I was about 10 years old when my family got its first home computer, a chunky, beige NEC running the Windows 3.1 operating system.
I hated it more than I had ever hated an inanimate object.
I found it incredibly difficult to use. I hated DOS and remembering what to type in the command line to run my copy of “Star Wars: X-Wing.” I hated that it was clunky and slow, and despite being brand new would frequently crash and lose my carefully crafted MS Paint artwork.
My disdain for this machine eventually grew into a blanket prejudice against all computers. I opted out of keyboarding class and avoided the vocational computer engineering courses in high school, where instructors helped students piece together their own machines.
But at some point, all of that changed.
It wasn’t some sudden light bulb moment. It was just a gradual change in my perception, an eventual realization that I needed to get comfortable with this stuff now or regret it later.
By the time I took over this column in the fall of 2011, I considered myself a pretty tech-savvy guy.
But after a year-and-a-half of challenging questions from readers and expert answers from my go-to geek specialists, I’ve experienced a second slow-motion tech epiphany.
With every bit of advice, I was able to spot my own bad habits – recycled, simplistic passwords, a lack of backup systems, constant neglect of general maintenance – and make changes.
My methods now are far from bulletproof, but without these changes, I would have eventually regretted my bad choices.
This is my final Stump the Geeks column, but before I go to pursue another job opportunity, I wanted to reflect on some of my most valuable takeaways.
Don’t be like me
So much of our lives is now exclusively digital. Family photos, important documents, our online reputations – these things are nearly impossible to replace if they’re hacked or lost.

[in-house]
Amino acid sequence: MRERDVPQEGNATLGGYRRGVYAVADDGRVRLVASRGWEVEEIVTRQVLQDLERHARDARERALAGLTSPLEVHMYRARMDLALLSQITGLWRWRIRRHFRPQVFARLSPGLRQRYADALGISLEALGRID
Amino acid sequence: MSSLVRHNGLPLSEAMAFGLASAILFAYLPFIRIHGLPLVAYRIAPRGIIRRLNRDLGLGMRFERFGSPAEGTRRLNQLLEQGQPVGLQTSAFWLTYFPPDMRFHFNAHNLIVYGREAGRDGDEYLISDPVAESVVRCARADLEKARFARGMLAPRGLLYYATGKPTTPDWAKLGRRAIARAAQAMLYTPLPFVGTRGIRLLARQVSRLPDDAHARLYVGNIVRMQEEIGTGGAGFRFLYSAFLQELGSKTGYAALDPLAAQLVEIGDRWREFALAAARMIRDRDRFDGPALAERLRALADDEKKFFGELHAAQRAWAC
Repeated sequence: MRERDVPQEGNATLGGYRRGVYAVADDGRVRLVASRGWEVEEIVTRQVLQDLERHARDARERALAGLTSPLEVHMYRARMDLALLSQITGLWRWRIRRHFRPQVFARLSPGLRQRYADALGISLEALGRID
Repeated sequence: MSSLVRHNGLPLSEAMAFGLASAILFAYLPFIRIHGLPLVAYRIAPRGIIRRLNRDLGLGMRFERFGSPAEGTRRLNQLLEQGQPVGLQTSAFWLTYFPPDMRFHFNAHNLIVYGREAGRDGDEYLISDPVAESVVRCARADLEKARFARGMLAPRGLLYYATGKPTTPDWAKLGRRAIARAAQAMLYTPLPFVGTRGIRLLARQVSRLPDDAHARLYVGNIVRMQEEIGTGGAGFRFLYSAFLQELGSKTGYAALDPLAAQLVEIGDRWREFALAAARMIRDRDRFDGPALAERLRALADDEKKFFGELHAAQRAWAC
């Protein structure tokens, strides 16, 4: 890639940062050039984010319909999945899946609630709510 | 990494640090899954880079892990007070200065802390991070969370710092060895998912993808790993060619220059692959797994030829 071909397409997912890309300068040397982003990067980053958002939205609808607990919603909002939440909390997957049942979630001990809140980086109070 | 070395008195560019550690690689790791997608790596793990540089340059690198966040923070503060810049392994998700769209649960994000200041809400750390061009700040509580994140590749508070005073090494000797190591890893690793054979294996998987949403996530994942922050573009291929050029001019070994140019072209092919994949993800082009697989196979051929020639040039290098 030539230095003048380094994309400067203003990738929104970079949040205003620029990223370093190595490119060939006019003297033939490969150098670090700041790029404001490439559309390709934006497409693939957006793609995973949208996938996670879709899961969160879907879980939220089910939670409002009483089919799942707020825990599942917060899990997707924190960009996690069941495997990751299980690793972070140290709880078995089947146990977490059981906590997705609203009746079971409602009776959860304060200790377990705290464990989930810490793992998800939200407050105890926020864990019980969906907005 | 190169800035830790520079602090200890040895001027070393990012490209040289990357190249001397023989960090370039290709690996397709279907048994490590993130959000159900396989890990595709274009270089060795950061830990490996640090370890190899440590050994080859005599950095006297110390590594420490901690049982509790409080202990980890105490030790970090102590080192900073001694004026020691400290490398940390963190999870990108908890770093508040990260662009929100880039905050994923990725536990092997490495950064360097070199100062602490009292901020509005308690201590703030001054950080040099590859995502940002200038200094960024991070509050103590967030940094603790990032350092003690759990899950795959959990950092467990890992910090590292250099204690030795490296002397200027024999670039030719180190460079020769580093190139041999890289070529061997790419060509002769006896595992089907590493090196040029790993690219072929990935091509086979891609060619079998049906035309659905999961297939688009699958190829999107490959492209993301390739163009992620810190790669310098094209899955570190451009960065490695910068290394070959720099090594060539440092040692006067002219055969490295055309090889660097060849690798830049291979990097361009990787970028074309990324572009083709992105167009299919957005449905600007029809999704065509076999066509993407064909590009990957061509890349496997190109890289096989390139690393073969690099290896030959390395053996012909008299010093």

But if we plan for failure – something I never did two years ago – it’s possible to protect the electronic information we value most.
Adopt a robust security system by creating unique passwords for each of your accounts. These passwords should be as long as possible, with complex combinations of letters, numbers and symbols. Store them in a password management system or some other secure location so you don’t have to remember them. Wherever possible, enable two-factor authentication to make accounts harder to hack.
And always have a backup. More services than ever allow users to download their personal data. Take advantage of that, and use a physical or cloud-based storage device that automatically backs up your hard drive.
This advice applies to mobile devices as well.
The most potent technology scams are those that don’t rely on technology at all – they target the user through social engineering. These attempts to collect personal information used to be easy to spot, but they’re growing in sophistication.
Be skeptical of seemingly legitimate emails asking for login information. Be skeptical of call center employees who tell you your computer is on the verge of catastrophic failure. Be skeptical of Facebook messages from friends who say they’re stranded overseas and need money.
It’s much easier to avoid scams when you’re constantly vigilant.
There are no dumb questions
Who knew there was an app called unwhatever.me capable of filtering Kim Kardashian news from your Facebook feed? Or that the best way to wipe a hard drive of personal information is to utterly destroy it with power tools?
I unfortunately haven’t been able to answer every question I’ve received during my time as the Stump the Geeks columnist, but the ones I did select came from people across a broad spectrum of computer literacy.
Whether it’s a technology column, a techie friend or a specialized online message board, find a trusted source and fire away. Chances are, someone else has experienced the same problem, and tapping the knowledge of others is one of the best ways to learn.
The answer is out there somewhere. But you’ll never know until you ask.
Send technology questions to email@example.com. Please include your name, city and daytime phone number. Sorry, we can’t answer every question.